The genetic constructs of the present invention further comprise a gene promoter sequence and a gene termination sequence, operably linked to the DNA sequence to be transcribed, which control expression of the gene. The gene promoter sequence is generally positioned at the 5′ end of the DNA sequence to be transcribed, and is employed to initiate transcription of the DNA sequence. Gene promoter sequences are generally found in the 5′ non-coding region of a gene but they may exist downstream of the open reading frame, in introns (Luehrsen, Mol. Gen. Genet. 225:81-93, 1991) or in the coding region, as for example in a plant defense gene (Douglas et al., EMBO J. 10:1767-1775, 1991).

A variety of gene promoter sequences which may be usefully employed in the genetic constructs of the present invention are well known in the art. The gene promoter sequence, and also the gene termination sequence, may be endogenous to the target plant host or may be exogenous, provided the promoter is functional in the target host. For example, the promoter and termination sequences may be from other plant species, plant viruses, bacterial plasmids and the like. Preferably, gene promoter and termination sequences are from the inventive sequences themselves.

Factors influencing the choice of promoter include the desired tissue specificity of the construct, and the timing of transcription and translation. For example, constitutive promoters, such as the Cauliflower Mosaic Virus 35S (CaMV 35S) promoter, will affect the activity of the enzyme in all parts of the plant. Use of a tissue specific promoter will result in production of the desired sense or antisense RNA only in the tissue of interest. With genetic constructs employing inducible gene promoter sequences, the rate of RNA polymerase binding and initiation can be modulated by external stimuli, such as light, heat, anaerobic stress, alteration in nutrient conditions and the like. Temporally regulated promoters can be employed to effect modulation of the rate of RNA polymerase binding and initiation at a specific time during development of a transformed cell. Preferably, the original promoters from the gene in question, or promoters from a specific tissue-targeted gene in the organism to be transformed, such as eucalyptus or pine, are used. Other examples of gene promoters which may be usefully employed in the present invention include mannopine synthase (mas), octopine synthase (ocs) and those reviewed by Chua et al., Science 244:174-181, 1989.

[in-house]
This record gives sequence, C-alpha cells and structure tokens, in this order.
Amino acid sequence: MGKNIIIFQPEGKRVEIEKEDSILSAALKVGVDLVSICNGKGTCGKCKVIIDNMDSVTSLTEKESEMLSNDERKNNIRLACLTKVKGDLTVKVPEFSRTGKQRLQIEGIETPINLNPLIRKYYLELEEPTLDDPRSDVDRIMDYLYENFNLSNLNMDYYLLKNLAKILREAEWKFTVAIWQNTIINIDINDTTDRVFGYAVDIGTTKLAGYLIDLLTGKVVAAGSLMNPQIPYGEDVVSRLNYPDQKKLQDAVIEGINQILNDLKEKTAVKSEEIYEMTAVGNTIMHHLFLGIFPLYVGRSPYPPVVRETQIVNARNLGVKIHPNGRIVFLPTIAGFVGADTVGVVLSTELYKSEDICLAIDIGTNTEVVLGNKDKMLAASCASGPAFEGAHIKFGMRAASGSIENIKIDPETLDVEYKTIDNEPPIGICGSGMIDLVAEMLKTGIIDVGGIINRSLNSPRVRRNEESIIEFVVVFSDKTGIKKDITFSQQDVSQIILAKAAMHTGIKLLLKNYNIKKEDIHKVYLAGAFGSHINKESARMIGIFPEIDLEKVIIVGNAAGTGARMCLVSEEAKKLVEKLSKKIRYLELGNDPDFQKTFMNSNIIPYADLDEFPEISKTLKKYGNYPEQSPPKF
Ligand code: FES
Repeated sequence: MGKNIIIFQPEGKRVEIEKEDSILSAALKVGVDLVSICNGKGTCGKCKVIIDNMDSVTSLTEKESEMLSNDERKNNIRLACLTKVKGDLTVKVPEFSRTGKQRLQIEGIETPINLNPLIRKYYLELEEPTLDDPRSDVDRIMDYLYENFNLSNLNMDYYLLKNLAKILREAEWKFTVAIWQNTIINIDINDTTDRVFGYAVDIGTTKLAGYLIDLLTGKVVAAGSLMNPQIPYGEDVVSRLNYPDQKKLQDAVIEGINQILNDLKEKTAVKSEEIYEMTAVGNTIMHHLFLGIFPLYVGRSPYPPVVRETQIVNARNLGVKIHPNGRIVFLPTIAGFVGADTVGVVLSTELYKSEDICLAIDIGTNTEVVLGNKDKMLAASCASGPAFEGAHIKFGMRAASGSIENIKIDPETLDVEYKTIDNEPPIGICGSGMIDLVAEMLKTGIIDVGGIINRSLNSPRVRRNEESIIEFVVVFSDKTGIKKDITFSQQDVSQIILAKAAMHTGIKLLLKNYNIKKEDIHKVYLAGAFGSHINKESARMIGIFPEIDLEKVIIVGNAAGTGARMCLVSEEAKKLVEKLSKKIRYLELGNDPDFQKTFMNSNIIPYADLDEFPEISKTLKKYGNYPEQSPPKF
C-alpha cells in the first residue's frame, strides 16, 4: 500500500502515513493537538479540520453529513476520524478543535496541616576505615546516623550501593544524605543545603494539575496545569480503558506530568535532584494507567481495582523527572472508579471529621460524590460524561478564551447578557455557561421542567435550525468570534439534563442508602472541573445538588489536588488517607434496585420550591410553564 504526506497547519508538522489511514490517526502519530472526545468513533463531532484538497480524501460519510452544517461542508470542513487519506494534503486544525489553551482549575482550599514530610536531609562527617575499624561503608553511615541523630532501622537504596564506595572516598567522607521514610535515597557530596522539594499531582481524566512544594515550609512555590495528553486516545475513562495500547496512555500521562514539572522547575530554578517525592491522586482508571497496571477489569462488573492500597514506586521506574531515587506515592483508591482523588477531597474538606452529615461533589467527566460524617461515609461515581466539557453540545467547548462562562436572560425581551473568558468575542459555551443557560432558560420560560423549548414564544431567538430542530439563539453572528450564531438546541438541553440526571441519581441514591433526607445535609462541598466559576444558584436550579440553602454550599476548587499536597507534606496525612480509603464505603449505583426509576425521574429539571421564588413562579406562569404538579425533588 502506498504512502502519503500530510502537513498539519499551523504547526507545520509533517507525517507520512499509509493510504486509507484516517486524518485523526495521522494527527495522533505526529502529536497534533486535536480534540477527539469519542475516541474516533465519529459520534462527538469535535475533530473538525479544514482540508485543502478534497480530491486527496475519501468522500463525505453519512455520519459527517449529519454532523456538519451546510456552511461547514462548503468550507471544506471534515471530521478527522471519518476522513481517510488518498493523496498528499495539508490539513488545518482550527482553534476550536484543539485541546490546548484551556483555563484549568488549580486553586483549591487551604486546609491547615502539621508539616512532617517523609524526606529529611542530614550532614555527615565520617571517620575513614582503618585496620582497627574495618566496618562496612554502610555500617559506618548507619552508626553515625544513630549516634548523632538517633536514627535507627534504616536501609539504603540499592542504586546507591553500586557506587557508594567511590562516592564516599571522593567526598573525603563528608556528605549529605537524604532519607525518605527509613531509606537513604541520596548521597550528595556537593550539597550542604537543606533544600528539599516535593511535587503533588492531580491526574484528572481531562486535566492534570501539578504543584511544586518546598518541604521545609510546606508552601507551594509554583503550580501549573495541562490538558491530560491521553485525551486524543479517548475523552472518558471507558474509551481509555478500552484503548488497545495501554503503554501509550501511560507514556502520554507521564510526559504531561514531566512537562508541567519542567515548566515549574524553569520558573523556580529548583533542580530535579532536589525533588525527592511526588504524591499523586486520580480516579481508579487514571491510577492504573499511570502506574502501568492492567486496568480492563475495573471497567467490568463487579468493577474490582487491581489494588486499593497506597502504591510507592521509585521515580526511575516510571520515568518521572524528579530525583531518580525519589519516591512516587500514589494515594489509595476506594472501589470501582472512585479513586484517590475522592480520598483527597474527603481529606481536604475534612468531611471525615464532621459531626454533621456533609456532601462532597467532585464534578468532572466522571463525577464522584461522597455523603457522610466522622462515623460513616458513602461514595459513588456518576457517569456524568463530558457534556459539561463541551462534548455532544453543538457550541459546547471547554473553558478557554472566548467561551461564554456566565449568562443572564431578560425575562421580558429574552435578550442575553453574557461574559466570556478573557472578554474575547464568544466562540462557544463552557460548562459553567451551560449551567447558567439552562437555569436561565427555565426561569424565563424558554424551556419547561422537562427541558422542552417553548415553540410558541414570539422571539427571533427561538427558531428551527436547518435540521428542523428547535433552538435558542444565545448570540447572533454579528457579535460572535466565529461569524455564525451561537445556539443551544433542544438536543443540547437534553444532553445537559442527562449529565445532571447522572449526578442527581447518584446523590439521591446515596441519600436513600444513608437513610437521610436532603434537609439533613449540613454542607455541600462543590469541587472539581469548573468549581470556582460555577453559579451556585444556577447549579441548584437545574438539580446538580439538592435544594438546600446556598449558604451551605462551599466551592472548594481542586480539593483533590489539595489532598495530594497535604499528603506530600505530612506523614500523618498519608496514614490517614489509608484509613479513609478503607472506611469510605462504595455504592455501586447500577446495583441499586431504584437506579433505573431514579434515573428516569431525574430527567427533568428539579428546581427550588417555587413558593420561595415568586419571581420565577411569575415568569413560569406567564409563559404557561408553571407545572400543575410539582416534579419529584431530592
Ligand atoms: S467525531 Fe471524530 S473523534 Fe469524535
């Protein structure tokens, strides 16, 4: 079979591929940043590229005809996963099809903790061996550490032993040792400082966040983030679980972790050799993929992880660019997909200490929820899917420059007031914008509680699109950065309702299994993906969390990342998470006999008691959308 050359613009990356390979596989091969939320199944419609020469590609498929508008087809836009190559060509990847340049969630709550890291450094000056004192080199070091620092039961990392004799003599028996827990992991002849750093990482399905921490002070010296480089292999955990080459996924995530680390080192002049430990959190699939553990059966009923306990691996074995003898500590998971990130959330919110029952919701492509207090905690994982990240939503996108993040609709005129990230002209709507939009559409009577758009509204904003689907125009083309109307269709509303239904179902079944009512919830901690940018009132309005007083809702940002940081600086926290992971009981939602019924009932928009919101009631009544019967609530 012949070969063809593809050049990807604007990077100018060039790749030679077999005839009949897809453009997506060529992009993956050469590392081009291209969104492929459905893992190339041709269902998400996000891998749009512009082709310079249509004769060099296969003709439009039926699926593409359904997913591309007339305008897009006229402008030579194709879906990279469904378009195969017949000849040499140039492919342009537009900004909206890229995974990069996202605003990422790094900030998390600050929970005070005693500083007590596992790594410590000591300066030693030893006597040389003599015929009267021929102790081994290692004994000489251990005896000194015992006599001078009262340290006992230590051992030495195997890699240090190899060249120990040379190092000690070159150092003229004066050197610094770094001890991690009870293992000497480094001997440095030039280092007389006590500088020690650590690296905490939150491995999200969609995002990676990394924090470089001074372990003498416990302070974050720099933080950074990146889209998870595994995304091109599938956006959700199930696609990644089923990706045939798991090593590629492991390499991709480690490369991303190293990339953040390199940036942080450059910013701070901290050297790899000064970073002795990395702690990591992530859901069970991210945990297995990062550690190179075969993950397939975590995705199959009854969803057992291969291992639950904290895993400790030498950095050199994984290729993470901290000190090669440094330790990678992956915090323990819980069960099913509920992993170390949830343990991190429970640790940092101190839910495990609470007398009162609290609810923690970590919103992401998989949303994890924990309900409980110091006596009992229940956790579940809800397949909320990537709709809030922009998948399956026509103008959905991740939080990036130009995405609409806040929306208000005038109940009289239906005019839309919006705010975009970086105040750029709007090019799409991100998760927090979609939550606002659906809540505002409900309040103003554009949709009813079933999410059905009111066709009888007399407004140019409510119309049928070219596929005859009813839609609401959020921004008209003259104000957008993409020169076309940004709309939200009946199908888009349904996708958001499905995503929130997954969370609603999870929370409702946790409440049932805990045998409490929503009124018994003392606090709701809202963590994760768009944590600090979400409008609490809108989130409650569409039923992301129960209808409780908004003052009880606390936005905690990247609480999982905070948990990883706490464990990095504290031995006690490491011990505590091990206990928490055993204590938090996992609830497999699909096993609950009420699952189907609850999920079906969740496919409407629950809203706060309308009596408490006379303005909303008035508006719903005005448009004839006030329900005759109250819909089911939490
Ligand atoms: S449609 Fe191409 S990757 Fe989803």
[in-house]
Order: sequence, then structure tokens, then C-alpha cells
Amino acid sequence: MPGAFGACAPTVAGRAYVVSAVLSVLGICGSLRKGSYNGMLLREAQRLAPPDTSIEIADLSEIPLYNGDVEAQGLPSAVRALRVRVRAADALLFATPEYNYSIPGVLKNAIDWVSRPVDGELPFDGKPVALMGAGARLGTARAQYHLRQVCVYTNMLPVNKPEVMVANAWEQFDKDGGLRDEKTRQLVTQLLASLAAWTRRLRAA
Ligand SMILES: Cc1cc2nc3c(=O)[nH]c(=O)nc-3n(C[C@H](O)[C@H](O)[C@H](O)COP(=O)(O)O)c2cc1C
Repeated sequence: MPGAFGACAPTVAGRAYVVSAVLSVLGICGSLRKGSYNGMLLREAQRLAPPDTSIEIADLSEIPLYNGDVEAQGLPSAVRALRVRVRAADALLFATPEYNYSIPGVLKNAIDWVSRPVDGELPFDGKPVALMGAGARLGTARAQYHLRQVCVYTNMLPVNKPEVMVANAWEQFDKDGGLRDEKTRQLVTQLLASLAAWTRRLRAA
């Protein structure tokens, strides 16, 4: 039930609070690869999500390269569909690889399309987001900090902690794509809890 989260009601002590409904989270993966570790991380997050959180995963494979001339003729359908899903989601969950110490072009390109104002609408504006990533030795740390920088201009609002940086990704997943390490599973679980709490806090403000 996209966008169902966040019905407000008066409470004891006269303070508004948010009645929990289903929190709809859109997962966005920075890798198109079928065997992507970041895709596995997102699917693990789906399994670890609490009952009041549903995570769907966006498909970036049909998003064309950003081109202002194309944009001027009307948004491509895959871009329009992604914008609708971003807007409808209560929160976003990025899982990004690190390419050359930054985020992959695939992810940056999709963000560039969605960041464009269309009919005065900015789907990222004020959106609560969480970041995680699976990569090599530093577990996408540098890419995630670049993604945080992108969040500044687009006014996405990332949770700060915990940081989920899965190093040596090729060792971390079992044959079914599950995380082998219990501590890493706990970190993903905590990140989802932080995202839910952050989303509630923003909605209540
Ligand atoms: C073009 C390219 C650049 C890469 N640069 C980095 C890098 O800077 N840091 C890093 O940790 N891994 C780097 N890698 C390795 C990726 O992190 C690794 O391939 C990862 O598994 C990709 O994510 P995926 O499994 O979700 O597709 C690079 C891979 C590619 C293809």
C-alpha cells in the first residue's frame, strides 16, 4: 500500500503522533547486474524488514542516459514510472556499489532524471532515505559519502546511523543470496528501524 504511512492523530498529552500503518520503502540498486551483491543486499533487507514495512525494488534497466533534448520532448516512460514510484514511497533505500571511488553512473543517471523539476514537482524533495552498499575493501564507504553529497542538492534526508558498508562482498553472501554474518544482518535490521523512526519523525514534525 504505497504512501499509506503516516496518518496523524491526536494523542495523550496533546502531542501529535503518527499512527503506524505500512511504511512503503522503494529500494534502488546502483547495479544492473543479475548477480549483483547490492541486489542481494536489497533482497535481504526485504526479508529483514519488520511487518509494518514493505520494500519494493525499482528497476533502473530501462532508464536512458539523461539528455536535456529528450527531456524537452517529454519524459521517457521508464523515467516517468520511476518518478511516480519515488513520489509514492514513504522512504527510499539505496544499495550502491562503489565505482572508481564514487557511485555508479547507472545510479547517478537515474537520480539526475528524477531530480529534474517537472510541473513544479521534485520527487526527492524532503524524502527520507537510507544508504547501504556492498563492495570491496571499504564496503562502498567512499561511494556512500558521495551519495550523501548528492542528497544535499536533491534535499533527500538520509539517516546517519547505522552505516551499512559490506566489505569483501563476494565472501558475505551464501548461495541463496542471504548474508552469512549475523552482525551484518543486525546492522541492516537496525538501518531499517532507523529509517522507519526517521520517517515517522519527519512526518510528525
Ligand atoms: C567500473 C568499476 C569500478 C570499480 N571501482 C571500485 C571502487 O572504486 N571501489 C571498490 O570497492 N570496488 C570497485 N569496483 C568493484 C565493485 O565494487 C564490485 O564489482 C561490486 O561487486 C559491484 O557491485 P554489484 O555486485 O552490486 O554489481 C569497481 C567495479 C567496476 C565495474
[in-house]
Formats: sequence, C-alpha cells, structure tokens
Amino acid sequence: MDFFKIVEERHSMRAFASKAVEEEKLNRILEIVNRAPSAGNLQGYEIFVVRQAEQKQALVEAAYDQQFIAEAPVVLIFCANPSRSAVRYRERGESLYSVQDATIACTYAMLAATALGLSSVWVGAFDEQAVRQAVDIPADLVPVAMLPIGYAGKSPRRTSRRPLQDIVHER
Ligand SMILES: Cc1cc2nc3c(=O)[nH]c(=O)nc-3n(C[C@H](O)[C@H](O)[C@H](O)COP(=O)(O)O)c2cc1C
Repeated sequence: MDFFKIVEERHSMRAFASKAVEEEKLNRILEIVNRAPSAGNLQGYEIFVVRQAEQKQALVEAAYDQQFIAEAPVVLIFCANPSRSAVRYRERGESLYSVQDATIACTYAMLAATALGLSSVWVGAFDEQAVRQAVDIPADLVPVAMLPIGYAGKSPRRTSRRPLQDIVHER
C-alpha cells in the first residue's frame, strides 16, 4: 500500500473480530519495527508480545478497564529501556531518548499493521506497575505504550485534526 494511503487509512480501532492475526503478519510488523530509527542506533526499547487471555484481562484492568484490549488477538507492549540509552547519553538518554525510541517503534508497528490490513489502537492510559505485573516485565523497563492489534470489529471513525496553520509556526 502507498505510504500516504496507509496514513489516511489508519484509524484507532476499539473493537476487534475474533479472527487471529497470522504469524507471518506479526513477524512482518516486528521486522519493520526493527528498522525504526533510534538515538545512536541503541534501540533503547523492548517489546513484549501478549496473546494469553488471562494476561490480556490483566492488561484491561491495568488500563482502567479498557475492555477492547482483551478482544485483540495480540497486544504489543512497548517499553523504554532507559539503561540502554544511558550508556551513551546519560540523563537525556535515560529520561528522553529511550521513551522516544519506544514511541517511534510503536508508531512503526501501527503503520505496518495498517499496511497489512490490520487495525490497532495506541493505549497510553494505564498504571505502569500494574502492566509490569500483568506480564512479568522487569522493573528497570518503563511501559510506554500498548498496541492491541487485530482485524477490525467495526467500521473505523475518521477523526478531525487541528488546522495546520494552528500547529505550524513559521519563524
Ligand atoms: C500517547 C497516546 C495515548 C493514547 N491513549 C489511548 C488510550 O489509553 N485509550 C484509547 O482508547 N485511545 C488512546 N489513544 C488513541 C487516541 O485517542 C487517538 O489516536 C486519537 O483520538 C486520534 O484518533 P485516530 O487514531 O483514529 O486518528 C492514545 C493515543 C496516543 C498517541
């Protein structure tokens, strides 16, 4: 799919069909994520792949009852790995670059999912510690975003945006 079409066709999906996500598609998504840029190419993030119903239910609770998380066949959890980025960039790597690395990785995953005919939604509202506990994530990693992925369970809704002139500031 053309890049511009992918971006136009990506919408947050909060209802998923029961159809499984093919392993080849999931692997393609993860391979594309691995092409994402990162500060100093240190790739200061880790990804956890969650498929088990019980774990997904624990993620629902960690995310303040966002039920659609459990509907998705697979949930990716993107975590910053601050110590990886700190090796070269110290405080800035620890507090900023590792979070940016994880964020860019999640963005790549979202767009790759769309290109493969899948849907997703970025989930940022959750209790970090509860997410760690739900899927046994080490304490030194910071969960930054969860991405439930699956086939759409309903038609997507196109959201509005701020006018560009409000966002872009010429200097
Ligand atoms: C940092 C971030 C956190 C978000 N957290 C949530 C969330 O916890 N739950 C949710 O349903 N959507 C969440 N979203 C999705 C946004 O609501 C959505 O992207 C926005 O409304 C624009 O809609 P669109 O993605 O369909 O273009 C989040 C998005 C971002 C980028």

The gene termination sequence, which is located 3′ to the DNA sequence to be transcribed, may come from the same gene as the gene promoter sequence or may be from a different gene. Many gene termination sequences known in the art may be usefully employed in the present invention, such as the 3′ end of the Agrobacterium tumefaciens nopaline synthase gene. In one embodiment, terminator sequences are those from the original enzyme gene or from the target species to be transformed.

The genetic constructs of the present invention may also contain a selection marker that is effective in plant cells, to allow for the detection of transformed cells containing the inventive construct. Such markers, which are well known in the art, typically confer resistance to one or more toxins. One example of such a marker is the NPTII gene whose expression results in resistance to kanamycin or hygromycin, antibiotics which are usually toxic to plant cells at a moderate concentration (Rogers et al., in Methods for Plant Molecular Biology, A. Weissbach and H. Weissbach, eds., Academic Press Inc., San Diego, Calif., 1988). Transformed cells can thus be identified by their ability to grow in media containing the antibiotic in question. Alternatively, the presence of the desired construct in transformed cells can be determined by means of other techniques well known in the art, such as Southern and Western blots.